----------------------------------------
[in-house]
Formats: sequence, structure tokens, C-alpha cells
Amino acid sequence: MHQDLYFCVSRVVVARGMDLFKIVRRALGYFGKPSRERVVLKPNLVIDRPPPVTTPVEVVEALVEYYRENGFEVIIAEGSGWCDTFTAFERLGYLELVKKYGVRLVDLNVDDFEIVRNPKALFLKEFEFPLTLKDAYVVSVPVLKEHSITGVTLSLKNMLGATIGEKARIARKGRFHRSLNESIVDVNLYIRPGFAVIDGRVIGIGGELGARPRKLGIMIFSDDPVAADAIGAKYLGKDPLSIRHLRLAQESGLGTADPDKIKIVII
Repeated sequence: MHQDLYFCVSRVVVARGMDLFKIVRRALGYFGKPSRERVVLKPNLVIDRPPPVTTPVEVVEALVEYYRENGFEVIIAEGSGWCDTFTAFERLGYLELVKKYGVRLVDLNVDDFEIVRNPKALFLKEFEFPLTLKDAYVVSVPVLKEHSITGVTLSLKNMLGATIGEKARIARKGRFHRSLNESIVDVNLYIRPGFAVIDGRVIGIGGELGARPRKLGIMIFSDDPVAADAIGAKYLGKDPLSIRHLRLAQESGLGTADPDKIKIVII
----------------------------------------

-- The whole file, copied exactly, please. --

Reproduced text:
[in-house]
Formats: sequence, structure tokens, C-alpha cells
Amino acid sequence: MHQDLYFCVSRVVVARGMDLFKIVRRALGYFGKPSRERVVLKPNLVIDRPPPVTTPVEVVEALVEYYRENGFEVIIAEGSGWCDTFTAFERLGYLELVKKYGVRLVDLNVDDFEIVRNPKALFLKEFEFPLTLKDAYVVSVPVLKEHSITGVTLSLKNMLGATIGEKARIARKGRFHRSLNESIVDVNLYIRPGFAVIDGRVIGIGGELGARPRKLGIMIFSDDPVAADAIGAKYLGKDPLSIRHLRLAQESGLGTADPDKIKIVII
Repeated sequence: MHQDLYFCVSRVVVARGMDLFKIVRRALGYFGKPSRERVVLKPNLVIDRPPPVTTPVEVVEALVEYYRENGFEVIIAEGSGWCDTFTAFERLGYLELVKKYGVRLVDLNVDDFEIVRNPKALFLKEFEFPLTLKDAYVVSVPVLKEHSITGVTLSLKNMLGATIGEKARIARKGRFHRSLNESIVDVNLYIRPGFAVIDGRVIGIGGELGARPRKLGIMIFSDDPVAADAIGAKYLGKDPLSIRHLRLAQESGLGTADPDKIKIVII